The 2008 panel focused on the financial crisis of that year and its consequences. The overall view was little had really changed: deregulation of financial markets continues unchecked and capitalist apparatus imposes a ‘politics of temporisation’. Nina Power explained how neoliberal capitalism “weaponises time” and turns it against us. We live in a present where not everyone is provided with the same future (if any at all), and where the time we give is measured up to our personal debt, which dictates whose finitude counts and whose doesn’t. Time has become the measure of politics, the way we measure success or failure.

Indeed earlier in the day Hassnae Bouzza (panel 2001) referenced cynical dismissals of the recent Arab revolutions as ‘failures’ only a few weeks after they had begun. Seemingly we have no patience or attention span left. All the panellists appeared to agree that we are now constantly bombarded with information, which prevents us from developing a thorough analysis of events, or maintaining a focused practice.

The novelist Adam Thirlwell’s refreshing keynote presentation (2011) broke with the gloomy atmosphere of the previous panel and reminded us that revolutions are not an event but an epoch. Thirlwell spoke about his recent projects: testing the possibilities of collaboration through the fixed and old-fashioned format of a novel.

During the 2011 panel discussion a small light of hope shone through in the strategies and approaches of its participants. Birgitta Jónsdóttir (artist, writer and member of the Icelandic Parliament for the Pirate Party) described herself as a ‘poetician’, not a politician. Jónsdóttir considers her position in the parliament as that of a pragmatic anarchist who challenges and hacks the system from within. Another panelist, writer and theorist Michel Bauwens, compared the previous discussions about ideological beliefs to a romantic relationship that can only exist until the parties involved have something to argue about. Bauwens sees a real possibility in commons and shared knowledge that already creates a considerable 6% of the US GDP.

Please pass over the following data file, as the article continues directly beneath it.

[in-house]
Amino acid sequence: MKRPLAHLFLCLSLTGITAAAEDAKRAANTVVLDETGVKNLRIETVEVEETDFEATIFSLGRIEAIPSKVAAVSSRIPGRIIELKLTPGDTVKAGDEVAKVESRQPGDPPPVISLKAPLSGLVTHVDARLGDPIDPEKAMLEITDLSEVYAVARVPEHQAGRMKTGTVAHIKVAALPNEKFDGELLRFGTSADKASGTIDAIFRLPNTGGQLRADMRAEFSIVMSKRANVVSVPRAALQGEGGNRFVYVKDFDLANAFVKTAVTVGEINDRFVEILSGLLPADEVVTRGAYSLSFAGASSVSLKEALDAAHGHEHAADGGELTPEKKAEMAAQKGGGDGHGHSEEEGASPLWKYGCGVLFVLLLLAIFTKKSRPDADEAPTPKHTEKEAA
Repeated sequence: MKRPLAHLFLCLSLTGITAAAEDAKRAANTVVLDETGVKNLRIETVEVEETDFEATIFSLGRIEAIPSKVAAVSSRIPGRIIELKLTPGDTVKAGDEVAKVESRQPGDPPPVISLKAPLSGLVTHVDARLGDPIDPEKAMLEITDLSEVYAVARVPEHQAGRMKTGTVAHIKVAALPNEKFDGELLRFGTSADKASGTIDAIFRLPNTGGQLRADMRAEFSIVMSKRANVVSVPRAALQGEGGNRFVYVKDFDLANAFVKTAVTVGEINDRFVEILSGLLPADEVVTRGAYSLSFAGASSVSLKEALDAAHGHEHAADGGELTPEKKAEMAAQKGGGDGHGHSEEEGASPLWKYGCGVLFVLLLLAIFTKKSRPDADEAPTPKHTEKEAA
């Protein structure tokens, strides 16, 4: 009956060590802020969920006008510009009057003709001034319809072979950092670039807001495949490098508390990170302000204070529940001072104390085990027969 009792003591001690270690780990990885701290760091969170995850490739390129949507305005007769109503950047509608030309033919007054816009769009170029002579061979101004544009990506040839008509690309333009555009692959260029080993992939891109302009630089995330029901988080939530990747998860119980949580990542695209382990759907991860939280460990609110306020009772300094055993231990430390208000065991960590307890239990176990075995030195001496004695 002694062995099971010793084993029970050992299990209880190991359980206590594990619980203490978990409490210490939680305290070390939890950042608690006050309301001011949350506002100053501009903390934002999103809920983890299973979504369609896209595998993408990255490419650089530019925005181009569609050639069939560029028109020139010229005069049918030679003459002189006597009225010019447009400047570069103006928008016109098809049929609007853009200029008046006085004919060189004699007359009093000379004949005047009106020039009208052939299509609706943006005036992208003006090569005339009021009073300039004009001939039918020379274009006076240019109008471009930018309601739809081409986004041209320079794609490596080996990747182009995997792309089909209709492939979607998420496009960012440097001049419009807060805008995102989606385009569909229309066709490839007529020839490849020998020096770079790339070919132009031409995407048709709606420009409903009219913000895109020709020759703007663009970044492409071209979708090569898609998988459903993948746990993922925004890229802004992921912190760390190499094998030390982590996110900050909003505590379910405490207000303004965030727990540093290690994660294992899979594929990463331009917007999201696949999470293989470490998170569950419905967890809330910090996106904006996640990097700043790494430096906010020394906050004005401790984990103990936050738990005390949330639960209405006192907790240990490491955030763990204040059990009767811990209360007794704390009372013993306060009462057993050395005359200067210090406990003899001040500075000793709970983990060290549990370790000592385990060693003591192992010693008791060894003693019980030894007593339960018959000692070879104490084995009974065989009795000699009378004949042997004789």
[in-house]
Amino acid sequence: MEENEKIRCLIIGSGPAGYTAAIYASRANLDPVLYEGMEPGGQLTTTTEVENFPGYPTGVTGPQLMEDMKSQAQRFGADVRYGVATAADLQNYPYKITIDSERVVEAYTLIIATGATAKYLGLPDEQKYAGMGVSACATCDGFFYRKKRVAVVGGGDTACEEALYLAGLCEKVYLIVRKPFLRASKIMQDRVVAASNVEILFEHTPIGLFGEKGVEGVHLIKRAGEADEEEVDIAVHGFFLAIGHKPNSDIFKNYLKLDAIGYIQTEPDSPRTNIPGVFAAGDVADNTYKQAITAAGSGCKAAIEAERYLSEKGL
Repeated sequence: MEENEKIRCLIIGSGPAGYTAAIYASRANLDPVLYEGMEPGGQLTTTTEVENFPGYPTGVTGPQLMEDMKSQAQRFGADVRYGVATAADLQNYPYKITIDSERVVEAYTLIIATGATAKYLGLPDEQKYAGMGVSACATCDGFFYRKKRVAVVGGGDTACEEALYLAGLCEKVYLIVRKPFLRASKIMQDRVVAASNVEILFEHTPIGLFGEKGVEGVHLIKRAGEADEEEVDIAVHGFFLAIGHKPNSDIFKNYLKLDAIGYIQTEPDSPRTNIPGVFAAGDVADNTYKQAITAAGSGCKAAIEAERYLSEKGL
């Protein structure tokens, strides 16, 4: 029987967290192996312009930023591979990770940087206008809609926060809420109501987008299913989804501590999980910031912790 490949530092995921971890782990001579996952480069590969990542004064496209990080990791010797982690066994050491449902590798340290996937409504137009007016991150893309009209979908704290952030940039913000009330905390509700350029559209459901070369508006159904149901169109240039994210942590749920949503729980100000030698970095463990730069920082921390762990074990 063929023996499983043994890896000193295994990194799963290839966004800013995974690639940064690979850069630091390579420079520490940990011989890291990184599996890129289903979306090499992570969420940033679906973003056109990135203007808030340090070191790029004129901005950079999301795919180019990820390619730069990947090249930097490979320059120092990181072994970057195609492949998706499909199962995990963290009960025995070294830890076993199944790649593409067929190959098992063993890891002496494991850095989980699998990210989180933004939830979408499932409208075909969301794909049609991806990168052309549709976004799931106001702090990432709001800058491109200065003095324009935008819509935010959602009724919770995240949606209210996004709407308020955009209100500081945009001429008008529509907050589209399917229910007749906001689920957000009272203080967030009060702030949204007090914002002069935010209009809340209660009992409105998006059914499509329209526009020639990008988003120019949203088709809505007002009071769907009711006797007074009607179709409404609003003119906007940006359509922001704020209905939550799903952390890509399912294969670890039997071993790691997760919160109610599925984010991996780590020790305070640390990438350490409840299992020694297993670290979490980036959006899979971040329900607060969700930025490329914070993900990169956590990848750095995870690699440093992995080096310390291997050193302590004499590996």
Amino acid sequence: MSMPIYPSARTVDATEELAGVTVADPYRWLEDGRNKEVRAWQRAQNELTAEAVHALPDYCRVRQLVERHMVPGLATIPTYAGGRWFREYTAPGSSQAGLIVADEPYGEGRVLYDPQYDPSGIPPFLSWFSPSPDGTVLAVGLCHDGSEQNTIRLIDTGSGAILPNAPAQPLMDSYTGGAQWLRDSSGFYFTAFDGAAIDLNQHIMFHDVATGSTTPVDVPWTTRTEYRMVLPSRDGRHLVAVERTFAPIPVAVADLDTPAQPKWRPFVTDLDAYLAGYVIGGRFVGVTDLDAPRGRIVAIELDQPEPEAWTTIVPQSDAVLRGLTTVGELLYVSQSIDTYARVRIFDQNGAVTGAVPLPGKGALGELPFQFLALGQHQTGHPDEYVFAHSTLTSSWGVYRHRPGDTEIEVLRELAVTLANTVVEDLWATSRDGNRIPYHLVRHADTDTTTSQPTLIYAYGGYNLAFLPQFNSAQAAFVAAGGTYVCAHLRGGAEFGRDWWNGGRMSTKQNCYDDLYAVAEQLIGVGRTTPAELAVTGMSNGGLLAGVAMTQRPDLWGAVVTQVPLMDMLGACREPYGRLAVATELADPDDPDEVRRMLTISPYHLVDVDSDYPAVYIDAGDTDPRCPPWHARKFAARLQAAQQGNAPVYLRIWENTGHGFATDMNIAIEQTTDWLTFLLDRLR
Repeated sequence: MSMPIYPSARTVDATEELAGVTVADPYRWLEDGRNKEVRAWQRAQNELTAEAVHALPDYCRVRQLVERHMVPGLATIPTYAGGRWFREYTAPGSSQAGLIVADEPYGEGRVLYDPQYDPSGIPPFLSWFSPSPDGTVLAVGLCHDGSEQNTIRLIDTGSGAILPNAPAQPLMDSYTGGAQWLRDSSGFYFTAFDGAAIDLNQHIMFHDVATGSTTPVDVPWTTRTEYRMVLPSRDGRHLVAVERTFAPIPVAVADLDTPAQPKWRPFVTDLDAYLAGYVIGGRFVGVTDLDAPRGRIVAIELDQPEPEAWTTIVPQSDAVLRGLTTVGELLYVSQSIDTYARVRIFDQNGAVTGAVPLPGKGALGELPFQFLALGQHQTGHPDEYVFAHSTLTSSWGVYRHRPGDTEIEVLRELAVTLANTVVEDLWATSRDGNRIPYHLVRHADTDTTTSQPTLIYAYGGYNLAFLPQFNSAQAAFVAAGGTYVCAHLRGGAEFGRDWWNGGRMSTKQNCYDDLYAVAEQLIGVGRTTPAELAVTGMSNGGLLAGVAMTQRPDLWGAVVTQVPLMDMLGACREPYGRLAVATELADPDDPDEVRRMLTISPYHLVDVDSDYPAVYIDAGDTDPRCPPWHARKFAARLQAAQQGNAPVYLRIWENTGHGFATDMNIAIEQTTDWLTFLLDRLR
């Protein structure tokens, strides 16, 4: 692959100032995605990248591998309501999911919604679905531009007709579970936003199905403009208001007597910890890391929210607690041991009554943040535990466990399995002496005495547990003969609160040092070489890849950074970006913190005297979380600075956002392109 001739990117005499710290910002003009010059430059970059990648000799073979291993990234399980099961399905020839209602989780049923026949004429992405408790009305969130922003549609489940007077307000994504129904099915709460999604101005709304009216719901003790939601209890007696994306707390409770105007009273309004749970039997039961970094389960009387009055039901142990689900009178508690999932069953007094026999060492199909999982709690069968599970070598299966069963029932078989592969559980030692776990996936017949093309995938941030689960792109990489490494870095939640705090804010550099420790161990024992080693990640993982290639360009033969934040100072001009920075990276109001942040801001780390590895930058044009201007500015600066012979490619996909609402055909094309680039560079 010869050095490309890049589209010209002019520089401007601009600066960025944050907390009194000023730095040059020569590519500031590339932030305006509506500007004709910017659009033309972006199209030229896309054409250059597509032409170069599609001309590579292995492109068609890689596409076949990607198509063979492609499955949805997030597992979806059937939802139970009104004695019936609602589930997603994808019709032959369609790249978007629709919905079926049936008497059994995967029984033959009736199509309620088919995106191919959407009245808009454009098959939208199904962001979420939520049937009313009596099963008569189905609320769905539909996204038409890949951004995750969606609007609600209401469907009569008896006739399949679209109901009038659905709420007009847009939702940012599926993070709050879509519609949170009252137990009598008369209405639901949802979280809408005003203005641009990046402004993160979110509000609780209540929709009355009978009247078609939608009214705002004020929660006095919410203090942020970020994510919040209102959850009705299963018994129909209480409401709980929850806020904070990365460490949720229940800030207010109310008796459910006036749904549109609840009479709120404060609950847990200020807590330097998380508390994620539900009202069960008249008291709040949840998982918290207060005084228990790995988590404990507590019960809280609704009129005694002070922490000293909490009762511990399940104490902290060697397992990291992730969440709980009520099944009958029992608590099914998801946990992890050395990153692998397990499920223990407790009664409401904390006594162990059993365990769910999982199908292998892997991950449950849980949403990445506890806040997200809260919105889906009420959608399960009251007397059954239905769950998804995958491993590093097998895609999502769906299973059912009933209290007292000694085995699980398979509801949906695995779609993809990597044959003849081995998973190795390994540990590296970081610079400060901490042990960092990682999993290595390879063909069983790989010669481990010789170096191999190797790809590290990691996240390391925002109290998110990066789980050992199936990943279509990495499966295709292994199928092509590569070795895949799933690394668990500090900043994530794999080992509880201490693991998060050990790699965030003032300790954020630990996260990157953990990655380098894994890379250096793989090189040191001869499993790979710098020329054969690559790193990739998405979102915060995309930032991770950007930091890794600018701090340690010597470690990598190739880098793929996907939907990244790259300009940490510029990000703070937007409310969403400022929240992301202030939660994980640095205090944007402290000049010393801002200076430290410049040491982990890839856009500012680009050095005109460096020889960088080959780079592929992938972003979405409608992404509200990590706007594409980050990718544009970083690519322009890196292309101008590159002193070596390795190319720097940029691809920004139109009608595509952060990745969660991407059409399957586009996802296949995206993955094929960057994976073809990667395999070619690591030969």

The Metamodernism Marathon ended on a remarkably short endnote, offering neither fixed conclusion nor final thought to take home. Ultimately the event was an assembly of brilliant thinkers with many ideas. During the course of the day it was easy to become overwhelmed by all the information. Thus the Metamodermism Marathon symposium left us in a place between modern sincerity and postmodern irony, between prospects and melancholy, and very much in a state of limbo – where the known problems are repeated again, yet still glued to the past.

Kris Dittel is an independent curator based in Amsterdam, the Netherlands.

Note:
1. Francis Fukuyama, The End of History and the Last Man, 1992. This book expanded on Fukuyama’s 1989 essay of the same name published in the international affairs journal The National Interest. In the book, Fukuyama argues that the advent of Western liberal democracy may signal the endpoint of humanity’s socio-cultural evolution and the final form of human government.